The end of the line is commemorated by a junkyard, a rickety shack and a newly built Evangelical church. In the yard redundant rolling stock, elephantine rust-green relics of steam locomotion. The shack is the Rondon museum, dedicated to Indian culture. Honest scholarship gone to rack and ruin. The door is open. Inside a glass case of snakes. Amongst them is a Sucuri, a crocodile predator capable of assimilating a full-grown curator (there isn’t one around). Its gorgeous skin would grace a modern art gallery. I see a case of shrunken heads. And some artifacts scattered on a table. I pocket a pipe with a halved nut as the bowl, a passion-fruit stemmed with a red feather, and enter the church to search out someone to pay. It is bedecked with Christmas decorations, and a crib hangs from the corrugated roof. But the faithful are not in evidence, or my hypothetical curator. I’ll give some dollars to the next Indian I meet.
In this ex-jungle insect repellent is useless. Fierce flies feast on the neck. I step in a fetid ochre puddle. There hasn’t been any rain. Could it be blood? I dismiss the thought. It would have to be fresh, and there are no dead or wounded bodies lying around. But I don’t want to return to my air-conditioned hotel with its lounge-lizard ambience, very possibly the most dangerous place in town for me. If I stay much longer I fear more for my health than my life. What I imbibed for survival would make me an alcoholic anywhere else. I return to the café, drink a suco, and check my plane-ticket. Tomorrow and tomorrow.
I ask the café owner about the River of Doubt, and discovered it is now called Rio Roosevelt, and very much on the map. This tributary of the Amazon used to attract rich American tourists on the Rain-forest run, ‘until several died of some fever, or were eaten by the Indians’. He isn’t quite sure, but wouldn’t be recommending it on foot. It would take a week. I didn’t feel burdened with his discouragement. It was a relief.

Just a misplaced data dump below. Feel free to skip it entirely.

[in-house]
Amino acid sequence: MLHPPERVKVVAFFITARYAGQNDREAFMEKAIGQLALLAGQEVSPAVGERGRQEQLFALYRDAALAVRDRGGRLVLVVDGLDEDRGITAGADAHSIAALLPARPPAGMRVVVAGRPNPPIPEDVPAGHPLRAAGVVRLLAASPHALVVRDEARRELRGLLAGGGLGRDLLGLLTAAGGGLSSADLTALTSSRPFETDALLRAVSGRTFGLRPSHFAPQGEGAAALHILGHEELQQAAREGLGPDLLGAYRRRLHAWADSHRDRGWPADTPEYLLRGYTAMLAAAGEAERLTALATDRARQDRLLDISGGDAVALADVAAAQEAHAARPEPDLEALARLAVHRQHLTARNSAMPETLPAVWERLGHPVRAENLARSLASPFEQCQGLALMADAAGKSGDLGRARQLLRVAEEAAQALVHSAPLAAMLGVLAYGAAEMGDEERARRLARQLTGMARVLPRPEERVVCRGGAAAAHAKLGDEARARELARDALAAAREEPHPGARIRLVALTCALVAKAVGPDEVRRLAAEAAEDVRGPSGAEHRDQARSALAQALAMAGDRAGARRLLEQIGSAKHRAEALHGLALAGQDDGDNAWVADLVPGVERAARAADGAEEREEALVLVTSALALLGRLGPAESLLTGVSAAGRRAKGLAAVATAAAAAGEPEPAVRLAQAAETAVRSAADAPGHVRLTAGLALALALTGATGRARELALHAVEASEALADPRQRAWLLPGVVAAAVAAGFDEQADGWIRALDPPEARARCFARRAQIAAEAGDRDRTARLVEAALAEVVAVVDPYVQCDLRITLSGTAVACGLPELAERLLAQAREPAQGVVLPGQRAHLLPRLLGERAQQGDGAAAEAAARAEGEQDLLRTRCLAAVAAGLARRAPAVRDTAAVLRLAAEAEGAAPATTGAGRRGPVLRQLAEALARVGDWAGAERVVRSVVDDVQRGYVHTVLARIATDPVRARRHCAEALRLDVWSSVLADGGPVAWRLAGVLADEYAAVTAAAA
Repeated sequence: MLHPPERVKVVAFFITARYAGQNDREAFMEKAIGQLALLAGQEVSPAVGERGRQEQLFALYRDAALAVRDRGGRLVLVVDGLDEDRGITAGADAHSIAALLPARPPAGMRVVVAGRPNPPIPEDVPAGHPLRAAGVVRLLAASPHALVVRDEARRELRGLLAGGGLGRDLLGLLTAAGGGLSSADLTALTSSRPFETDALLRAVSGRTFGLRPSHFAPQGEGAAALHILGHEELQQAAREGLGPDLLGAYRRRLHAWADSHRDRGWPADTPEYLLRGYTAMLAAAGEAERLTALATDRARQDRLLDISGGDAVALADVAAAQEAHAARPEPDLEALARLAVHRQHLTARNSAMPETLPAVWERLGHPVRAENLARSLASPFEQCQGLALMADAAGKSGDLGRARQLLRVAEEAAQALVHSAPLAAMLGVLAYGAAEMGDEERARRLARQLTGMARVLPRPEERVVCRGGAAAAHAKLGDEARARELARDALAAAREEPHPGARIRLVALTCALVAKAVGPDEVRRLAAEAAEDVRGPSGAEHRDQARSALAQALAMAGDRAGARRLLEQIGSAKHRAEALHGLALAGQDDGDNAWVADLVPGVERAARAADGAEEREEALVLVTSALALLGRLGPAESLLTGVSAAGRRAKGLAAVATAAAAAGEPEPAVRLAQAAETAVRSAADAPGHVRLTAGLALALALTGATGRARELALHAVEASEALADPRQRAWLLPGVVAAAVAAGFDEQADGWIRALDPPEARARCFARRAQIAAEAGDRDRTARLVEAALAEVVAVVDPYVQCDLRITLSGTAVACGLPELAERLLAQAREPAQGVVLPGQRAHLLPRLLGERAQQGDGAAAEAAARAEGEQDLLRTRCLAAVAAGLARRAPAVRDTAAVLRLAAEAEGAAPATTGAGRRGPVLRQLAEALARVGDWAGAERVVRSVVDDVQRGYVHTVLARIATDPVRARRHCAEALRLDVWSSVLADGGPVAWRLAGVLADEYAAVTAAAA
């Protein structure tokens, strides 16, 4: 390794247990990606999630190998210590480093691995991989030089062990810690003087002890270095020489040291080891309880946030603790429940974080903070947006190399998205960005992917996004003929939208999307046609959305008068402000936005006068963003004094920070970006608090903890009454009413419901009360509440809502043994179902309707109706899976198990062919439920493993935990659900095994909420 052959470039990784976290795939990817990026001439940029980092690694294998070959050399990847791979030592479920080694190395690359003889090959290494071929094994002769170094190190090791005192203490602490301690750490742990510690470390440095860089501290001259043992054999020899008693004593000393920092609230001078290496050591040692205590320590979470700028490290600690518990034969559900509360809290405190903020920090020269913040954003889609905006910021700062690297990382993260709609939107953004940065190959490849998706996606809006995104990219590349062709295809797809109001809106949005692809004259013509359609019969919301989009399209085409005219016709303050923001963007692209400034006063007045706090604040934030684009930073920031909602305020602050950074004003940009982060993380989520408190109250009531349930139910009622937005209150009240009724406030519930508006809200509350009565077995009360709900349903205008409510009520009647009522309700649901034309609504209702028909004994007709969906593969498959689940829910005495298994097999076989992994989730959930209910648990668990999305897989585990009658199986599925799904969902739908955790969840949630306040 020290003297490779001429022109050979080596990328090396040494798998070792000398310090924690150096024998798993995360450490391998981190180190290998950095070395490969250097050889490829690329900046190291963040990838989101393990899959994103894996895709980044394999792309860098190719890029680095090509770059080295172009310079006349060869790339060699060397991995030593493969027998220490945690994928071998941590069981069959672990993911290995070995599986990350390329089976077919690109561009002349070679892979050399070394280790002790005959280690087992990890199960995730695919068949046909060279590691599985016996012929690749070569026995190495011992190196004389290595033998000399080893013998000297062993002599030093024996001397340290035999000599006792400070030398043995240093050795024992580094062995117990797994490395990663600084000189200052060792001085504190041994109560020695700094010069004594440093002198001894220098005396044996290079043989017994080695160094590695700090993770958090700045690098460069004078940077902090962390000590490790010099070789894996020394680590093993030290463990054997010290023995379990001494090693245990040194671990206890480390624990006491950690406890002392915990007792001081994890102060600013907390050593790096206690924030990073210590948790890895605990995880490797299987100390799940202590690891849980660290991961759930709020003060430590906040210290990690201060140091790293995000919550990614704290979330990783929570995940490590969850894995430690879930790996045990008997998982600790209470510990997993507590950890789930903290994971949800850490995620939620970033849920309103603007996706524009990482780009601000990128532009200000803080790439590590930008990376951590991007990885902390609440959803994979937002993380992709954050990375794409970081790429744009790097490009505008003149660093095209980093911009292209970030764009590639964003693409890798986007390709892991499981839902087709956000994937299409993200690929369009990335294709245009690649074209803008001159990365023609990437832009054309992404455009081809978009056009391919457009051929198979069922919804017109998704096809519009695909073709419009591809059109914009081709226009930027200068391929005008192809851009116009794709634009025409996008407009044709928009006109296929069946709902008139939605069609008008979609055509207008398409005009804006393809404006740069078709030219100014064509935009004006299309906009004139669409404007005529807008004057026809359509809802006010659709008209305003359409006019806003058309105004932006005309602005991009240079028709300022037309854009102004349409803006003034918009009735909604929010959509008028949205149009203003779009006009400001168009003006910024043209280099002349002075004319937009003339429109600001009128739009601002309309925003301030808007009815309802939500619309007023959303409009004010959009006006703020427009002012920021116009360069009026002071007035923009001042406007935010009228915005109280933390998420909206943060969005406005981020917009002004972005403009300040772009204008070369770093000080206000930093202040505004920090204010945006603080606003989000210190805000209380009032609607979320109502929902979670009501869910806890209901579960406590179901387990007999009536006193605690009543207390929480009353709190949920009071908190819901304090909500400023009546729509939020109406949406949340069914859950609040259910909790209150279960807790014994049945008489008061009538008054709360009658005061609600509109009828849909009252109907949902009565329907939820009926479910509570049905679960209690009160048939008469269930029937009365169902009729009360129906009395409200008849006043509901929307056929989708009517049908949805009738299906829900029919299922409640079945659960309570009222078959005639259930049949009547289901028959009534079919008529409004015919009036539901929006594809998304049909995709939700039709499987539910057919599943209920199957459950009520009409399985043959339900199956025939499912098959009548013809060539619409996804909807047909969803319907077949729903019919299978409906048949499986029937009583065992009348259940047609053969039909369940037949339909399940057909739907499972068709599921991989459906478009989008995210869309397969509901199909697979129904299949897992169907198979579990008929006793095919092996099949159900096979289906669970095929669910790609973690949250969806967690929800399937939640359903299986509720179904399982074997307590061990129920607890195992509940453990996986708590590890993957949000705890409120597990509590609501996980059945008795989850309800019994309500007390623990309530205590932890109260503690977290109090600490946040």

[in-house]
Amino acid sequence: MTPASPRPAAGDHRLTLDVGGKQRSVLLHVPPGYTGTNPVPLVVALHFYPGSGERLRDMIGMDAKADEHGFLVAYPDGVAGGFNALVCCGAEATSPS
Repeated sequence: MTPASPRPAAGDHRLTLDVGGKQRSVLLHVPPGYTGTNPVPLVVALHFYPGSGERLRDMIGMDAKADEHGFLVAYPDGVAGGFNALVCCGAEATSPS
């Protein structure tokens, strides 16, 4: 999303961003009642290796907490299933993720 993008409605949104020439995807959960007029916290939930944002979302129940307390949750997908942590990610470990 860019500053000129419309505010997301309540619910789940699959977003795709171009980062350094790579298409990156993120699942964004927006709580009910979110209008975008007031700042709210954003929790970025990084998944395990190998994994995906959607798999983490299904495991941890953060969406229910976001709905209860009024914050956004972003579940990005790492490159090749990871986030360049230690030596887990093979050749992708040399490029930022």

At the airport custom guards discovered ‘irregularities’ in my papers (a sweat-smudged date of birth). I know what to do as Pedrinho’s alter ego. Dollars change hands and all is well. I’m learning on the hoof the ways of jeito, getting by with guile.
The thrill of achieving a bribe has worn off. ‘Pay up and don’t overestimate what’s needed, like most Europeans’, Pedrinho councils. ‘The art in the transaction is in the nonchalance. Understanding is swift, acceptance casual. The same impassive official - standard moustache, potbelly buttoned in - receives his rightful payoff. Notes disappear up his nose, and he waves you on. Nobody is made seriously rich. Rather than resenting sliding good money into a greasy palm, regard it as a tip. The acceptable amount is what’s in the left-hand pocket, ready to roll.’ Reasonable enough, but funds dwindle, and with it fears of real corruption.
I’m a naive European with ethical notions of what should or should not be in South America. ‘Brazil is a poor country. Rich tourists must pay their way’. I hear this often enough. But what about the Brazilian rich? The five percent. Invisible, except for their private jets complicating the airspace. Then there’s the doing-very-nicely middle-class. Fifteen percent. They travel lightly like Pedrinho. Laugh at petty officials, puta, and tourists who fall for their idle threats. ‘Don’t laugh too loudly’, I want to say to him, ‘or I will challenge you to visit my homeland. Alien moral stances work two ways. You would struggle’. Of course, I don’t.
Ps Carlos Ghosn, the billionaire boss of the Renault-Nissan-Mitsubishi alliance, currently under investigation for corruption, is a son of Porto Velho.